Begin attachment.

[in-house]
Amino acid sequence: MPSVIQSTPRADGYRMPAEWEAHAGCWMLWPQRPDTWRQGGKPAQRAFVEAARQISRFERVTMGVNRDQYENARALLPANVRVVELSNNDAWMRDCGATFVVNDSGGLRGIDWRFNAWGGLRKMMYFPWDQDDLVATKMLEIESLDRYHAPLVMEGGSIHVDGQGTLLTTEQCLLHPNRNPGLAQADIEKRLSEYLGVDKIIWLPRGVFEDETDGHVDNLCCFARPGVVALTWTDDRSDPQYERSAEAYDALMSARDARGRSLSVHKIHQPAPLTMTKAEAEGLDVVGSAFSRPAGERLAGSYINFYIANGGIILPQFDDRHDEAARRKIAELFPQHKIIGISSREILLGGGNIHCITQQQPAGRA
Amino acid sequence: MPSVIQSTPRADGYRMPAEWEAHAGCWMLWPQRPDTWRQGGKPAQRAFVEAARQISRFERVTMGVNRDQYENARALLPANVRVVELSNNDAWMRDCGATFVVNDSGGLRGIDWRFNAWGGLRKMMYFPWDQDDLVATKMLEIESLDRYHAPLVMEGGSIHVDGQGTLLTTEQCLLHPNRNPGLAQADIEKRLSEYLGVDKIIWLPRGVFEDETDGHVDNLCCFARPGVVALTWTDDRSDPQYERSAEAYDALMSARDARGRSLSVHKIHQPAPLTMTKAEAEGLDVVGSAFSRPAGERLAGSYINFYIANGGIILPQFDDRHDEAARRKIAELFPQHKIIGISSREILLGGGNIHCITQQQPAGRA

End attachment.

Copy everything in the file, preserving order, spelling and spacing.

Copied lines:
[in-house]
Amino acid sequence: MPSVIQSTPRADGYRMPAEWEAHAGCWMLWPQRPDTWRQGGKPAQRAFVEAARQISRFERVTMGVNRDQYENARALLPANVRVVELSNNDAWMRDCGATFVVNDSGGLRGIDWRFNAWGGLRKMMYFPWDQDDLVATKMLEIESLDRYHAPLVMEGGSIHVDGQGTLLTTEQCLLHPNRNPGLAQADIEKRLSEYLGVDKIIWLPRGVFEDETDGHVDNLCCFARPGVVALTWTDDRSDPQYERSAEAYDALMSARDARGRSLSVHKIHQPAPLTMTKAEAEGLDVVGSAFSRPAGERLAGSYINFYIANGGIILPQFDDRHDEAARRKIAELFPQHKIIGISSREILLGGGNIHCITQQQPAGRA
Amino acid sequence: MPSVIQSTPRADGYRMPAEWEAHAGCWMLWPQRPDTWRQGGKPAQRAFVEAARQISRFERVTMGVNRDQYENARALLPANVRVVELSNNDAWMRDCGATFVVNDSGGLRGIDWRFNAWGGLRKMMYFPWDQDDLVATKMLEIESLDRYHAPLVMEGGSIHVDGQGTLLTTEQCLLHPNRNPGLAQADIEKRLSEYLGVDKIIWLPRGVFEDETDGHVDNLCCFARPGVVALTWTDDRSDPQYERSAEAYDALMSARDARGRSLSVHKIHQPAPLTMTKAEAEGLDVVGSAFSRPAGERLAGSYINFYIANGGIILPQFDDRHDEAARRKIAELFPQHKIIGISSREILLGGGNIHCITQQQPAGRA